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post #1891 of 2134 Old 05-29-2019, 10:31 AM
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Originally Posted by MagnumX View Post
I don't understand why you'd want to do either of those when for ~$100 you could have full proper stereo rear surrounds using two small DPL units with center extraction (like the Onkyo es600 pro) or even matrixed active mixer). In both cases you'd extract sides from the surrounds which would be sent to your rear speakers (5.1+FW -- extract sides from surrounds and front wides or fronts and surrounds if you think wides won't get much output).
I'm not understanding what you mean by "extract sides from the surrounds" in this context. The goal is to create matrixed Surround Back speakers in the rear of the room, and I don't see a way to do that other than the two scenarios I listed above, even if using two additional AVRs. Perhaps if you draw a picture of what you mean?

I have no interest in putting additional speakers between the Front Wides and the Surrounds. I have enough speakers in the front half of my room.

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Given the lack of wides support in movies, I think you'd be better off extracting front wides from sides and mains and using discrete rears as I'm doing. They then also work with DSU and even Auro-3D.
I get that. However, if I were going to extract Front Wides from between the front mains and the Surrounds, I'd wouldn't want to use a pair of cheapo DPL AVRs (which is what I already have on hand). I'd want a couple of high-quality AVRs with low noise floor and sufficient power to drive my mains at high volume.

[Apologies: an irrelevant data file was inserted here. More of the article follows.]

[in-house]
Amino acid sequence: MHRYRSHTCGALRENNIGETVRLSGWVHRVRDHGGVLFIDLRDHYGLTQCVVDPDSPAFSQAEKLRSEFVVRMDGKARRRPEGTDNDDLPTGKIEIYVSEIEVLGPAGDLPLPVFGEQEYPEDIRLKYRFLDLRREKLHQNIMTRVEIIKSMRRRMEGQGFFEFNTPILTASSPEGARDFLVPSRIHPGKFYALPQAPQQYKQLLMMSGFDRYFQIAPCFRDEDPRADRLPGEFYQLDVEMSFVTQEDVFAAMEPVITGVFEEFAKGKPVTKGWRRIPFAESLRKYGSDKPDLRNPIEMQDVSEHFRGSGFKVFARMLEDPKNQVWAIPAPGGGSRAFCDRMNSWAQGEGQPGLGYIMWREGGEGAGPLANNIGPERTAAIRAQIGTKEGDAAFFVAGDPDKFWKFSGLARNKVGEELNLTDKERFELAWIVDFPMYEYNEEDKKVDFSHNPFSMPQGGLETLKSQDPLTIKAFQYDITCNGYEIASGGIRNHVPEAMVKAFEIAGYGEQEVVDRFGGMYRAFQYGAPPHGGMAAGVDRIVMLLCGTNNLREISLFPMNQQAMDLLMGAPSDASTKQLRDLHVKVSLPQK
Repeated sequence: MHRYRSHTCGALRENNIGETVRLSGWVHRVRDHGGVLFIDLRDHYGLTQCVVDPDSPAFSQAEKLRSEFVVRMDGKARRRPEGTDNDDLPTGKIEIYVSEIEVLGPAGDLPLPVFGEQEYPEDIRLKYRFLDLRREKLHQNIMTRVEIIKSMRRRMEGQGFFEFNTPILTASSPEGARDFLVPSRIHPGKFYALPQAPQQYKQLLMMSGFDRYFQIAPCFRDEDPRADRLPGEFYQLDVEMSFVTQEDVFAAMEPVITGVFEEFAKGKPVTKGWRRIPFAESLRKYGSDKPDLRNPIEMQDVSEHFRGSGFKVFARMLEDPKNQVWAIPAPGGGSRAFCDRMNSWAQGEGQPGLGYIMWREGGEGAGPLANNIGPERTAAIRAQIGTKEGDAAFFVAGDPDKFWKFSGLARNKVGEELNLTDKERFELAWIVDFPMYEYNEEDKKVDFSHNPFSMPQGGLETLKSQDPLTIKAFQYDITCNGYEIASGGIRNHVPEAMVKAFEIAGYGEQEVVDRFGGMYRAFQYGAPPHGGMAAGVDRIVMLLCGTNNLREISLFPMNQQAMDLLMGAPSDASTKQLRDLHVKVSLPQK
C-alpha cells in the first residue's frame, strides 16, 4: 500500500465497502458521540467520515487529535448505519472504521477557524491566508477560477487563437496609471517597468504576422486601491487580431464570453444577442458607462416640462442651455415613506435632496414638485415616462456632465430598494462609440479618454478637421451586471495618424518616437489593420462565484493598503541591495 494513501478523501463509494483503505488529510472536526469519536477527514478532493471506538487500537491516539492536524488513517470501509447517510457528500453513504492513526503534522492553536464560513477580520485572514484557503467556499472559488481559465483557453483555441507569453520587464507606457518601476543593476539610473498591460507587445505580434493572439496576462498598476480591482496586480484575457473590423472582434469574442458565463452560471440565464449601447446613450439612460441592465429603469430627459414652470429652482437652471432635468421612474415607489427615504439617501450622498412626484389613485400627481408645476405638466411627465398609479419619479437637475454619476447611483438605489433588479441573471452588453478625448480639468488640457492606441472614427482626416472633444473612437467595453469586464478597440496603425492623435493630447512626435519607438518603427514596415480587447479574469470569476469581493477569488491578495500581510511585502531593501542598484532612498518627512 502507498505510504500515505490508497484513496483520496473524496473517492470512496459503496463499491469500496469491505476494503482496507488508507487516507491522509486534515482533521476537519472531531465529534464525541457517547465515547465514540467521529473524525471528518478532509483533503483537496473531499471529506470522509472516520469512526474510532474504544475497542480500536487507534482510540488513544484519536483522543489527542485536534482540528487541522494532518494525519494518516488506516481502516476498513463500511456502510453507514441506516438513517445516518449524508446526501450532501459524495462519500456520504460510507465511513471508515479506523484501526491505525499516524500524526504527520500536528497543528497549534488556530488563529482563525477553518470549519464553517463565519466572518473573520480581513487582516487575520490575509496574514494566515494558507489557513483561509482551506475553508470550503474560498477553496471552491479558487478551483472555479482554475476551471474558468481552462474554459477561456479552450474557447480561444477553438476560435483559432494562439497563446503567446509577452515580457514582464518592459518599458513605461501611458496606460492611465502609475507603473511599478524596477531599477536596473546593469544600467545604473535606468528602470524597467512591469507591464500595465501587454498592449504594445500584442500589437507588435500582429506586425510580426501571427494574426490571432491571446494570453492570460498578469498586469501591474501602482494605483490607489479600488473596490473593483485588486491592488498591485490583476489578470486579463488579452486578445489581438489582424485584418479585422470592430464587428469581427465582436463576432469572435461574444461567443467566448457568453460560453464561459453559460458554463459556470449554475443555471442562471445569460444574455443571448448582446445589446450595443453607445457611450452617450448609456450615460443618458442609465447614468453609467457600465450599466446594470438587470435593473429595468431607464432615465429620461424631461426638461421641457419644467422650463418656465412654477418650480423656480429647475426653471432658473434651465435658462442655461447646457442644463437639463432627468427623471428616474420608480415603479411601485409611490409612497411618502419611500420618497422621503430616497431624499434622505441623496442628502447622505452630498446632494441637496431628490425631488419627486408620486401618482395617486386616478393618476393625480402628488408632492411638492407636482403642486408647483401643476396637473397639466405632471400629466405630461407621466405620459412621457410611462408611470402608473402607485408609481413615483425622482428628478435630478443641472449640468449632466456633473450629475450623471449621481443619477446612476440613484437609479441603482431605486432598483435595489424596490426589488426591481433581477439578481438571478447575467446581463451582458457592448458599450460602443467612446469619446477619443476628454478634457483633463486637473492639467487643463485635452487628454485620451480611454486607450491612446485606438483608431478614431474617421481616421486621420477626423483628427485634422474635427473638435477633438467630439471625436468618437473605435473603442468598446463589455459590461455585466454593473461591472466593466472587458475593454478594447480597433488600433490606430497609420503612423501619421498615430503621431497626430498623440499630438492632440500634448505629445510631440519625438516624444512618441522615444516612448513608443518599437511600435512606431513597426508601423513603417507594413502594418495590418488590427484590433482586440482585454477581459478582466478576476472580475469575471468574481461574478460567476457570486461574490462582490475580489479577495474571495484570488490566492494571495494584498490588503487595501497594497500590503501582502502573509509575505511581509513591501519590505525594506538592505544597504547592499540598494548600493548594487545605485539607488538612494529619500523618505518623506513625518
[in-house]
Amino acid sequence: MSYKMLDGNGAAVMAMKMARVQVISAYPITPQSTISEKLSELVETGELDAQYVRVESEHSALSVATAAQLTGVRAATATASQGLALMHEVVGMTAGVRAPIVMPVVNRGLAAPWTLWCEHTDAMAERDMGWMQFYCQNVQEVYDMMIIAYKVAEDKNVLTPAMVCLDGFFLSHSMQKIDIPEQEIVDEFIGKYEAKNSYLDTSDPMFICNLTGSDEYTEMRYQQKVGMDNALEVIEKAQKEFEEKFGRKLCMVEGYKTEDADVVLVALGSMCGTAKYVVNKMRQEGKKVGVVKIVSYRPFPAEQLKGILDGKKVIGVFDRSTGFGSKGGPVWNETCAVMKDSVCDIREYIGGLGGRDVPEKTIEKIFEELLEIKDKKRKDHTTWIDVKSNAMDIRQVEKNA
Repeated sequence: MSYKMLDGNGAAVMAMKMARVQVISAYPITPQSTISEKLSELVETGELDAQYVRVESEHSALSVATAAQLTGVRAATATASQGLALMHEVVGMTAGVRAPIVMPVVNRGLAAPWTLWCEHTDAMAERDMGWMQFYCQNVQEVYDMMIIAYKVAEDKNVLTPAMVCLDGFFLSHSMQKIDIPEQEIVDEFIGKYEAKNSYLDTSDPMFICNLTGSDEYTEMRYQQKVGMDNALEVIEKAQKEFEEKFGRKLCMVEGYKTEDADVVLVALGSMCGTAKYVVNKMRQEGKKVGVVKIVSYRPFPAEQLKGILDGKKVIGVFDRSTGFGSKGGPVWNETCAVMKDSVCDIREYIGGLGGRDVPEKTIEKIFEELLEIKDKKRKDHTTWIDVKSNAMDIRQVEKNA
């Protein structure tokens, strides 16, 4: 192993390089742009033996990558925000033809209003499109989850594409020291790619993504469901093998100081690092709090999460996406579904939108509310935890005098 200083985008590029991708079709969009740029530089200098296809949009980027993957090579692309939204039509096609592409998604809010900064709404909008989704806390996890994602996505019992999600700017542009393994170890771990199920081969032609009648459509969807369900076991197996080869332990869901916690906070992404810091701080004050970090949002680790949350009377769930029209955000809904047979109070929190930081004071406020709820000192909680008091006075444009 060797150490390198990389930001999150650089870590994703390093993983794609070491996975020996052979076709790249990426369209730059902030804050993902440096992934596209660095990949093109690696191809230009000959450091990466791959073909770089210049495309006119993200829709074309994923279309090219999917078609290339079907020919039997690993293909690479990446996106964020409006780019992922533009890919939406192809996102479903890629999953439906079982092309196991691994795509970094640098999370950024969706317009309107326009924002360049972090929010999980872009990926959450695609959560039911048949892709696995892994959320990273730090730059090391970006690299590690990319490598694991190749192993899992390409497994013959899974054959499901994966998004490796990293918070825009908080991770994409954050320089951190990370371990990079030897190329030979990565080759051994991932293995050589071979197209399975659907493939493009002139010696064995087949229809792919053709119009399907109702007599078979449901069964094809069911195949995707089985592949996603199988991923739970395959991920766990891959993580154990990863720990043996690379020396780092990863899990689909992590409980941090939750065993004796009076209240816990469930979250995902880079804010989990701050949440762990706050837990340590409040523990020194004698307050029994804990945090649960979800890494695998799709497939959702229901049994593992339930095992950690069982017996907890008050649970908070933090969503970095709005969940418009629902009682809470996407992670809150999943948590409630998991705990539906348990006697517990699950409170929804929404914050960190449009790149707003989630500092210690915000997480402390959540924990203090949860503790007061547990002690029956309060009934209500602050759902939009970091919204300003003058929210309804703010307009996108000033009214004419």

Right now, I have a couple of old Marantz receivers from 2003. They were budget units, aren't very powerful, and noticeably elevate the noise floor. They're good enough to power six heights in my Scatmos system, and would probably be good enough for Surrounds and Surround Backs if I repurposed them on the ground level, but I don't want them touching my front towers. The noise they add would be too distracting coming from the front of the room and the most important speakers in the system.

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post #1892 of 2134 Old 05-29-2019, 11:04 AM
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Just posted in the dedicated Atmos thread (bolding mine):
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Originally Posted by dschulz View Post
Of interest to folks here: last night there was a SMPTE/AES meeting with a topic of mixing for home theatre. One of the speakers was Scott Kramer of Netflix, who spoke about Netflix's initiatives supporting high quality audio, and in particular Atmos. Netflix is now recommending their content partners mix in Atmos, with a minimum monitoring environment of 7.1.4 and a recommended monitoring environment of 9.1.6 - and he specifically called out that Netflix feels the Front Wide speakers are very useful in creating a nice, wide front sound stage. He also clarified that Netflix is delivering true object-based Atmos, not hard-printing to 7.1.4 or 9.1.6, so for people with extended Atmos arrays you'll see activity through all your speakers as objects pass around the room.

Netflix is up to ~250 titles streaming with Atmos, with much, much more to come.
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post #1893 of 2134 Old 05-29-2019, 11:12 AM
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the movie : Unbreakable,
Bruce Willis

not an ATMOS movie

the scene of being trapped and sinking in the plastic covering the pool, being underwater and all the thrashing about

DSU really comes alive for that.

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post #1894 of 2134 Old 05-29-2019, 11:15 AM
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Originally Posted by Josh Z View Post
Quote:
Originally Posted by MagnumX View Post